As our owner and head honcho The Gaffer highlighted last week, The Guardian podcast snubbed MLS deeming it not a ‘Major league’. Quite ironic for the satirist’s amongst you given it’s name but that’s irrelevant.
Now before I reel of a list of reasons, let me state this as de facto. I like Major League Soccer. A lot in fact. The following article is in no way a justification for their comments. It’s merely an explanation for why those in England (since I’m British) and maybe Europe find the concept of MLS so perplexing.
First off, the salary cap. A staple of American sports that stops the likes of Portsmouth and, lower down, Plymouth Argyle ever becoming a reality in the US. To some, though, it removes the excitement. For certain purists it’s brilliant. Imagine Manchester United having the same budget as Blackpool and forced to cut their cloth accordingly. It evens the divide and makes sure that no one stretches out. It keeps the league competitive.
In turn though it means you won’t see a team establish true dominance because they can’t just go out and sign all the best players. The situation at Man City would never happen. Nor Chelsea for that matter. To an English journalist used to seeing both ends of the financial spectrum in a league table, the concept of money boundaries is alien.
Then of course there are the playoffs. Now while the Football League does adopt a playoff for the third promotion slot, it does not give it to those in first and second so that is ignored. In some instances I do see their point. After all the team that finishes highest doesn’t always win the MLS Cup.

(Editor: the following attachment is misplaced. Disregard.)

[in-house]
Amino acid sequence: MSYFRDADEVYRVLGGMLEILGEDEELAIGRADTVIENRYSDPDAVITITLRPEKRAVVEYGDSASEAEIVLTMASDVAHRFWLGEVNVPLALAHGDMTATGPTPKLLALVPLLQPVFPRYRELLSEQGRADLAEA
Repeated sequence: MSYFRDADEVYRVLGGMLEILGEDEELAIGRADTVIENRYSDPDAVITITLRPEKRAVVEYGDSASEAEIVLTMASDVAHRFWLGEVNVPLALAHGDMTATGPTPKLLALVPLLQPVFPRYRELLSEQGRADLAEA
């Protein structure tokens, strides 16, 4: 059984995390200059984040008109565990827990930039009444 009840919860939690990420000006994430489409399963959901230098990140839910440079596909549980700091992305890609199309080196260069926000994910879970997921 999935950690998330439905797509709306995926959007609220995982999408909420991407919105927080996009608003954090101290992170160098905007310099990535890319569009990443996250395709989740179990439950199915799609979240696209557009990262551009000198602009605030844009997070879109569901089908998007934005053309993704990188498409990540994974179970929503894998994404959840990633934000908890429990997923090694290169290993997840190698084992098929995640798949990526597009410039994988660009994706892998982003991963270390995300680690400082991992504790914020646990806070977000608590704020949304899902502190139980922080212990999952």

It almost spits in the face of the league season if all you need to do is qualify and then perform in the knockout rounds. A bit like a World Cup in some senses. To an American audience, this is fine. However, they’ve grown up with it. Yet to European football/soccer fans (delete where applicable), it can seem almost like cheating.
The distinct lack of relegation. Just as much as the English media likes to revel in champions, they love to pan the cameras, to the tearful fans of those unlucky relegated trio. Be it children or grown men balling their eyes out, the worst teams are deemed not fit to eat at the top table and must earn that right by fighting it out with the other peasants in the Football League.
The fact MLS doesn’t have a tiered league structure with promotion and relegation makes it unique in soccer. Even South America uses it, albeit on the most confusing and slightly irrational three season add-points-divide-by-three-pull name-from-hat method they use.
The best analogy I can come up with is two boxers. The loser is carried away and then a new contender is brought in. If the same two boxers just fought, it would end up the same result, in theory. I say in theory to protect myself from a barrage of abusive responses.